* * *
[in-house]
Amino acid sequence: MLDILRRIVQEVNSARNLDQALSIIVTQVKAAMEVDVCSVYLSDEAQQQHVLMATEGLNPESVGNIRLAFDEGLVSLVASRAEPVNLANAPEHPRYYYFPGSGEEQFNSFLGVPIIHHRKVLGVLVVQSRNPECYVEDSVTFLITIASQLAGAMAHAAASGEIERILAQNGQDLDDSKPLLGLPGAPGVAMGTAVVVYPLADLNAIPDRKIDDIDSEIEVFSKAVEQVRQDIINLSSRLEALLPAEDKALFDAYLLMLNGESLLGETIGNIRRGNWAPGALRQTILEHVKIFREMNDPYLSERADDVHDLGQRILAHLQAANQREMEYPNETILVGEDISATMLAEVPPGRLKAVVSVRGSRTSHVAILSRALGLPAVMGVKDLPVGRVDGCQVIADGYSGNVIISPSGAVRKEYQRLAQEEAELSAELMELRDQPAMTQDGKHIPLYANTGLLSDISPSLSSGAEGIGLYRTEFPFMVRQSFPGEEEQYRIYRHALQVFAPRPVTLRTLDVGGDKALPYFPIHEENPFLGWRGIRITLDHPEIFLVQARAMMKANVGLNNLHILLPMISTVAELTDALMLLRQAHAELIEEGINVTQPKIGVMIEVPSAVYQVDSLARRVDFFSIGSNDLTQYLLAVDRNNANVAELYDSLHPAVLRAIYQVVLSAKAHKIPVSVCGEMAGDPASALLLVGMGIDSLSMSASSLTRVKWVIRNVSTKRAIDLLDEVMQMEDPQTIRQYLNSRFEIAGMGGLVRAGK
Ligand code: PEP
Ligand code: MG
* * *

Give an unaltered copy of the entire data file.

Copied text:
[in-house]
Amino acid sequence: MLDILRRIVQEVNSARNLDQALSIIVTQVKAAMEVDVCSVYLSDEAQQQHVLMATEGLNPESVGNIRLAFDEGLVSLVASRAEPVNLANAPEHPRYYYFPGSGEEQFNSFLGVPIIHHRKVLGVLVVQSRNPECYVEDSVTFLITIASQLAGAMAHAAASGEIERILAQNGQDLDDSKPLLGLPGAPGVAMGTAVVVYPLADLNAIPDRKIDDIDSEIEVFSKAVEQVRQDIINLSSRLEALLPAEDKALFDAYLLMLNGESLLGETIGNIRRGNWAPGALRQTILEHVKIFREMNDPYLSERADDVHDLGQRILAHLQAANQREMEYPNETILVGEDISATMLAEVPPGRLKAVVSVRGSRTSHVAILSRALGLPAVMGVKDLPVGRVDGCQVIADGYSGNVIISPSGAVRKEYQRLAQEEAELSAELMELRDQPAMTQDGKHIPLYANTGLLSDISPSLSSGAEGIGLYRTEFPFMVRQSFPGEEEQYRIYRHALQVFAPRPVTLRTLDVGGDKALPYFPIHEENPFLGWRGIRITLDHPEIFLVQARAMMKANVGLNNLHILLPMISTVAELTDALMLLRQAHAELIEEGINVTQPKIGVMIEVPSAVYQVDSLARRVDFFSIGSNDLTQYLLAVDRNNANVAELYDSLHPAVLRAIYQVVLSAKAHKIPVSVCGEMAGDPASALLLVGMGIDSLSMSASSLTRVKWVIRNVSTKRAIDLLDEVMQMEDPQTIRQYLNSRFEIAGMGGLVRAGK
Ligand code: PEP
Ligand code: MG